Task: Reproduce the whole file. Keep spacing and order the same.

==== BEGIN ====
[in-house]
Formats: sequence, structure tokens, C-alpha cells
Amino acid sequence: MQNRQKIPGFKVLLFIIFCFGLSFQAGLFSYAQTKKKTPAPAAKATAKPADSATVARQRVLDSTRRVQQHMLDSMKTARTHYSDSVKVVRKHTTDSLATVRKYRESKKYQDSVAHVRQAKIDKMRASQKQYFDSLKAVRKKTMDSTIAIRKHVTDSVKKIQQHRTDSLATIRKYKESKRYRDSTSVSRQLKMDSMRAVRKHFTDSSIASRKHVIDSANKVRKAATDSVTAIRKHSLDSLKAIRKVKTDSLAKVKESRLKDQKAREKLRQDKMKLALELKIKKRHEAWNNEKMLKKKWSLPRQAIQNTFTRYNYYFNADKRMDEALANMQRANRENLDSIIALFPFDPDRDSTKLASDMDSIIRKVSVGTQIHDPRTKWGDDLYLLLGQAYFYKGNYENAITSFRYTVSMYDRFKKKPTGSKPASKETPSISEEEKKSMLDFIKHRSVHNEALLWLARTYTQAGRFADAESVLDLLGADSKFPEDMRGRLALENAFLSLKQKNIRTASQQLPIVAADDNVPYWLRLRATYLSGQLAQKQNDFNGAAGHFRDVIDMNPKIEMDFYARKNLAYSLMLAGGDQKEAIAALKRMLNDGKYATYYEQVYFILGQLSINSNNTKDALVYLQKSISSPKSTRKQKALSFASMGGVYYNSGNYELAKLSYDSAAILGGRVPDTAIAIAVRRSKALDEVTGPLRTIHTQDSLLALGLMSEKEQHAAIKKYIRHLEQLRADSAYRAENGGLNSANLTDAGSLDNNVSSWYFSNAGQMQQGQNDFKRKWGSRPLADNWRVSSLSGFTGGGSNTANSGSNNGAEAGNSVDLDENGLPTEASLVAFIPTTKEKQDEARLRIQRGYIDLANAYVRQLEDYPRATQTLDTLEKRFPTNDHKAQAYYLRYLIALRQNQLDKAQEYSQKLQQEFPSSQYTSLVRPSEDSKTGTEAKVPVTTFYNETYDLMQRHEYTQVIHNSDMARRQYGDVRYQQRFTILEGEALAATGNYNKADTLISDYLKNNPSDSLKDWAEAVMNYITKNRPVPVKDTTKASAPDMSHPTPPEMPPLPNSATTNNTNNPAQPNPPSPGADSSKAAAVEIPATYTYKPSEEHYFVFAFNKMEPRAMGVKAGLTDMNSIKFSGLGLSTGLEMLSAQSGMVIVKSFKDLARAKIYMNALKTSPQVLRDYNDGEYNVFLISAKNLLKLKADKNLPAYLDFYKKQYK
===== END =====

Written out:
[in-house]
Formats: sequence, structure tokens, C-alpha cells
Amino acid sequence: MQNRQKIPGFKVLLFIIFCFGLSFQAGLFSYAQTKKKTPAPAAKATAKPADSATVARQRVLDSTRRVQQHMLDSMKTARTHYSDSVKVVRKHTTDSLATVRKYRESKKYQDSVAHVRQAKIDKMRASQKQYFDSLKAVRKKTMDSTIAIRKHVTDSVKKIQQHRTDSLATIRKYKESKRYRDSTSVSRQLKMDSMRAVRKHFTDSSIASRKHVIDSANKVRKAATDSVTAIRKHSLDSLKAIRKVKTDSLAKVKESRLKDQKAREKLRQDKMKLALELKIKKRHEAWNNEKMLKKKWSLPRQAIQNTFTRYNYYFNADKRMDEALANMQRANRENLDSIIALFPFDPDRDSTKLASDMDSIIRKVSVGTQIHDPRTKWGDDLYLLLGQAYFYKGNYENAITSFRYTVSMYDRFKKKPTGSKPASKETPSISEEEKKSMLDFIKHRSVHNEALLWLARTYTQAGRFADAESVLDLLGADSKFPEDMRGRLALENAFLSLKQKNIRTASQQLPIVAADDNVPYWLRLRATYLSGQLAQKQNDFNGAAGHFRDVIDMNPKIEMDFYARKNLAYSLMLAGGDQKEAIAALKRMLNDGKYATYYEQVYFILGQLSINSNNTKDALVYLQKSISSPKSTRKQKALSFASMGGVYYNSGNYELAKLSYDSAAILGGRVPDTAIAIAVRRSKALDEVTGPLRTIHTQDSLLALGLMSEKEQHAAIKKYIRHLEQLRADSAYRAENGGLNSANLTDAGSLDNNVSSWYFSNAGQMQQGQNDFKRKWGSRPLADNWRVSSLSGFTGGGSNTANSGSNNGAEAGNSVDLDENGLPTEASLVAFIPTTKEKQDEARLRIQRGYIDLANAYVRQLEDYPRATQTLDTLEKRFPTNDHKAQAYYLRYLIALRQNQLDKAQEYSQKLQQEFPSSQYTSLVRPSEDSKTGTEAKVPVTTFYNETYDLMQRHEYTQVIHNSDMARRQYGDVRYQQRFTILEGEALAATGNYNKADTLISDYLKNNPSDSLKDWAEAVMNYITKNRPVPVKDTTKASAPDMSHPTPPEMPPLPNSATTNNTNNPAQPNPPSPGADSSKAAAVEIPATYTYKPSEEHYFVFAFNKMEPRAMGVKAGLTDMNSIKFSGLGLSTGLEMLSAQSGMVIVKSFKDLARAKIYMNALKTSPQVLRDYNDGEYNVFLISAKNLLKLKADKNLPAYLDFYKKQYK